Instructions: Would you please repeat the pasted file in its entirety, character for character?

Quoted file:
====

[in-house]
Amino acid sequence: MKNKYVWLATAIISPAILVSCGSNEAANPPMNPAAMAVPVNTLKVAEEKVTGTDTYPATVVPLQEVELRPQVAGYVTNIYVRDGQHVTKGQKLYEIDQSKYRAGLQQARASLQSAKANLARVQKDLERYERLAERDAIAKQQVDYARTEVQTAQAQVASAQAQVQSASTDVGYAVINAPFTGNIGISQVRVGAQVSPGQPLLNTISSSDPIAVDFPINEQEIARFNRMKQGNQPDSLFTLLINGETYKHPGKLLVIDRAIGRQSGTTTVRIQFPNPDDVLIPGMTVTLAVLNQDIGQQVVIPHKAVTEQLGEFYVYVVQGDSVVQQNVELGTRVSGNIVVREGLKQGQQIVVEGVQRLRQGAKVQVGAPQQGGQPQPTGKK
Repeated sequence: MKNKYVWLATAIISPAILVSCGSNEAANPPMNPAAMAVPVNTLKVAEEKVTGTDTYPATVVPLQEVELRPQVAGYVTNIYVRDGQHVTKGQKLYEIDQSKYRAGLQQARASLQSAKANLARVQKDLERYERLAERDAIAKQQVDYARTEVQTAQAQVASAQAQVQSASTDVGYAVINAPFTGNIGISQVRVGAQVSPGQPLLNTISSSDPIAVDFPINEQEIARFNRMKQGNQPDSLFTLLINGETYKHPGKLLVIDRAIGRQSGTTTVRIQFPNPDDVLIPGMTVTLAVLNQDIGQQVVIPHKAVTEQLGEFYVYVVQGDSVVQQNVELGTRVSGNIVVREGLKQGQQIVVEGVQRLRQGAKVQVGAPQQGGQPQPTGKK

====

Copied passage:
[in-house]
Amino acid sequence: MKNKYVWLATAIISPAILVSCGSNEAANPPMNPAAMAVPVNTLKVAEEKVTGTDTYPATVVPLQEVELRPQVAGYVTNIYVRDGQHVTKGQKLYEIDQSKYRAGLQQARASLQSAKANLARVQKDLERYERLAERDAIAKQQVDYARTEVQTAQAQVASAQAQVQSASTDVGYAVINAPFTGNIGISQVRVGAQVSPGQPLLNTISSSDPIAVDFPINEQEIARFNRMKQGNQPDSLFTLLINGETYKHPGKLLVIDRAIGRQSGTTTVRIQFPNPDDVLIPGMTVTLAVLNQDIGQQVVIPHKAVTEQLGEFYVYVVQGDSVVQQNVELGTRVSGNIVVREGLKQGQQIVVEGVQRLRQGAKVQVGAPQQGGQPQPTGKK
Repeated sequence: MKNKYVWLATAIISPAILVSCGSNEAANPPMNPAAMAVPVNTLKVAEEKVTGTDTYPATVVPLQEVELRPQVAGYVTNIYVRDGQHVTKGQKLYEIDQSKYRAGLQQARASLQSAKANLARVQKDLERYERLAERDAIAKQQVDYARTEVQTAQAQVASAQAQVQSASTDVGYAVINAPFTGNIGISQVRVGAQVSPGQPLLNTISSSDPIAVDFPINEQEIARFNRMKQGNQPDSLFTLLINGETYKHPGKLLVIDRAIGRQSGTTTVRIQFPNPDDVLIPGMTVTLAVLNQDIGQQVVIPHKAVTEQLGEFYVYVVQGDSVVQQNVELGTRVSGNIVVREGLKQGQQIVVEGVQRLRQGAKVQVGAPQQGGQPQPTGKK